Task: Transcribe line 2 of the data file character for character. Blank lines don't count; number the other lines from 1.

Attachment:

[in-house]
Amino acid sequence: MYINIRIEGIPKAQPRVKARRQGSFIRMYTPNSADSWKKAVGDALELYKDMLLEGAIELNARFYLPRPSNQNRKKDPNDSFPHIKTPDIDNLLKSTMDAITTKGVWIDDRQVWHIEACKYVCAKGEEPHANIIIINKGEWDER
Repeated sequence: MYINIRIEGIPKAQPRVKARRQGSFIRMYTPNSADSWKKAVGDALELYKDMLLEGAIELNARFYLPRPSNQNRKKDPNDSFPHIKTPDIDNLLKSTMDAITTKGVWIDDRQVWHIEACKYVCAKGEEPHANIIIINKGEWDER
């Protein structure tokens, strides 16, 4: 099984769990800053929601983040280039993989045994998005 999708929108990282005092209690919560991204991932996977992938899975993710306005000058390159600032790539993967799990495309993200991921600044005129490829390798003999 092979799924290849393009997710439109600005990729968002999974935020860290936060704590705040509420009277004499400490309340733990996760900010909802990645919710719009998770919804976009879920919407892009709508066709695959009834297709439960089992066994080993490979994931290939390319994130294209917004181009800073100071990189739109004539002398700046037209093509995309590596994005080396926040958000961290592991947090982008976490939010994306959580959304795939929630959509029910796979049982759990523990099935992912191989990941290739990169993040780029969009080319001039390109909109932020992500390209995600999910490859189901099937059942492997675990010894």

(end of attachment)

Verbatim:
Amino acid sequence: MYINIRIEGIPKAQPRVKARRQGSFIRMYTPNSADSWKKAVGDALELYKDMLLEGAIELNARFYLPRPSNQNRKKDPNDSFPHIKTPDIDNLLKSTMDAITTKGVWIDDRQVWHIEACKYVCAKGEEPHANIIIINKGEWDER